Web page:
As a design historian, Alice’s focus is on object-research that pushes beyond the bounds of brief museum descriptions. Her dissertation was inspired by a 2015-16 fashion exhibition at the Museum of Art, São Paolo (MASP), showcasing a set of synthetic garments from the 1960s, the museum’s 'Rhodia Collection'.
These artefacts are rightly lauded for the creative collaboration they represent, as the garments were constructed by Brazilian couturiers and displayed prints by a wide range of artists working across Brazil at that time. However, the small subsection of the Rhodia brand’s output on show, was largely de-contextualised from the circumstances of the production and consumption of synthetic fibres within that historical moment. Who was the French chemical giant behind the manufacture of various synthetic products within oil-rich Brazil since the early 1900s? What were the geo-political and social factors that optimised that particular historical moment - the 1960s - for the sale of fashions made from synthetic fibres?
The aim of the dissertation was to reinsert this context, and to consider, for the first time, its transcultural aspect. The challenge of the dissertation was to deprivilege a Eurocentric perspective within that framework.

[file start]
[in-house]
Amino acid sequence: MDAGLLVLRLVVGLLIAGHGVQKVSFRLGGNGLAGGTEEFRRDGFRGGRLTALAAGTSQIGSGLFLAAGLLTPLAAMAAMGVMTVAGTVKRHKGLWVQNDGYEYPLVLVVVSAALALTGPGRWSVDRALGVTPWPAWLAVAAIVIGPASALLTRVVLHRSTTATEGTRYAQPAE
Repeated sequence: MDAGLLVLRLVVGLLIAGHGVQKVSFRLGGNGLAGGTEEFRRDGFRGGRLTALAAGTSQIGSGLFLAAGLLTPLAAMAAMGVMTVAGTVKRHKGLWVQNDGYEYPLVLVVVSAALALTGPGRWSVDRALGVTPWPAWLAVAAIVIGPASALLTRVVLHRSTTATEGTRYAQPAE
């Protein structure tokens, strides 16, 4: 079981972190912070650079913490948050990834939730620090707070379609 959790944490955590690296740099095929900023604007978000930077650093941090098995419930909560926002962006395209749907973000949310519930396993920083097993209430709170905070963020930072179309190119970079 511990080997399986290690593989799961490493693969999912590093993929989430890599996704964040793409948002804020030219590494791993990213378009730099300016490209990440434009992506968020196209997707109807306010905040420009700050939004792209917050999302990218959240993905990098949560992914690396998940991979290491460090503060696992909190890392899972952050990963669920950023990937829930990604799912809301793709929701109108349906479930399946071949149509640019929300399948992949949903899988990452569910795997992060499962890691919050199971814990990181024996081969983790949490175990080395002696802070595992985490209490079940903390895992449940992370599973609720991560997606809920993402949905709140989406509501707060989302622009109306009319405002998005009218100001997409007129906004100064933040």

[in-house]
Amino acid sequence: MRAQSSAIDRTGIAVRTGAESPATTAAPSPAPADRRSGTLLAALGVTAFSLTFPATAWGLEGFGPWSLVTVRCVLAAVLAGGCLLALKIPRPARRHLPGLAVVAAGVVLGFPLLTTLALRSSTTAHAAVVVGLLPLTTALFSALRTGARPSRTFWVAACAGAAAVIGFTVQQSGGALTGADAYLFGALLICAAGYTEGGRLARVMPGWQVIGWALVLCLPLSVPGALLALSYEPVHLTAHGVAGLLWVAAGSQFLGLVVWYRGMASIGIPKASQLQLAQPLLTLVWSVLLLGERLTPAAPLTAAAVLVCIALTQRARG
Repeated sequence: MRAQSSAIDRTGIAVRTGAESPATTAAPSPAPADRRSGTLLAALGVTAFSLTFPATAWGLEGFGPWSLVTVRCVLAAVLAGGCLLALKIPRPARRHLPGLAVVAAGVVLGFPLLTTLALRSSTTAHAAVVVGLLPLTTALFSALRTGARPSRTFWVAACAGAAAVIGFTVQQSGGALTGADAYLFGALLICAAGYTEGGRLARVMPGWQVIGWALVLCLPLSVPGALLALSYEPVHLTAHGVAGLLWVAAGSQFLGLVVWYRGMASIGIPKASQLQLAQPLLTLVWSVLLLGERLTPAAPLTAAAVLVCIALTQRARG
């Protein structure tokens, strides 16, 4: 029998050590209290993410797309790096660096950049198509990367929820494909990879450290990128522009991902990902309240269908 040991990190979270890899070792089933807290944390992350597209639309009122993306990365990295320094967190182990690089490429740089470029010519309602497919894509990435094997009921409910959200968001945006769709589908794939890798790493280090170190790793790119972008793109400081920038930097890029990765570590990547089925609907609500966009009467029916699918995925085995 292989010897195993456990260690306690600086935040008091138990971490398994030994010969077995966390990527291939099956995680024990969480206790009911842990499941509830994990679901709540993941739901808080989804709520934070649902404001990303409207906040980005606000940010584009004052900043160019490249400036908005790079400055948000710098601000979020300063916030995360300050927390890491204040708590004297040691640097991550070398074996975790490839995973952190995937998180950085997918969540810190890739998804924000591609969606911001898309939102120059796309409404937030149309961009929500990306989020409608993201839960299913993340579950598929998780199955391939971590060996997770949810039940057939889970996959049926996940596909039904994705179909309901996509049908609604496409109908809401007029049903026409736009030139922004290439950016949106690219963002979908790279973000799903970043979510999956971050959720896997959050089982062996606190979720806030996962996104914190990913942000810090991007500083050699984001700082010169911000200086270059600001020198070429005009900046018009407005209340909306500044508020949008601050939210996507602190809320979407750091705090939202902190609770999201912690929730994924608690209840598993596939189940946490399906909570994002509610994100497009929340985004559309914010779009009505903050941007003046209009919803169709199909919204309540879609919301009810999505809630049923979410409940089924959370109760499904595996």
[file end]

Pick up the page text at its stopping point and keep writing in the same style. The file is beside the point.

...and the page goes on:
Alice’s interest in this topic may have come from her decade-spanning career as a dealer in vintage fashion. Specialising in clothes from the 1960s and 1970s, she has an aptly named brand, ‘Secret History Vintage’. However, it is her recent completion of the V&A/RCA MA in History of Design that has informed that drive to externalise hidden histories of museum objects.
Experiencing an MA within a cultural institution - especially one that is in increasing dialogue with its problematic colonial past - was a real prompt to consider design history as a public-facing practice. Alice’s researched two V&A artefacts - an 18th century tea canister and a 19th century catalogue of 'appliances for invalids' - that became public outputs. A 6-hour workshop for the 'Across RCA' platform, treating links between an innocuous seeming ceramic object and the slave trade, was a springboard to involvement in a V&A project on porcelain. Findings for an obect-focussed essay were transformed into the paper 'Marketing invalidism in Victorian England', given at the conference 'Invisible & Under-Represented? Disability History, Objects & Heritage. More such projects will be in the pipeline, as Alice plots a path towards a potential PhD - which she looks forward to sharing!
Pasold Research Fund MA Grant recipient 2022
Clive Wainwright Memorial Prize recipient 2022
Image. An all-in-one style for Rhodia by Alceu Penna and Ugo Castellana, with a print by Fernando Martins, 1960s (l); also a dress by Alceu Penna with a print by Hércules Barsotti, 1966 (r).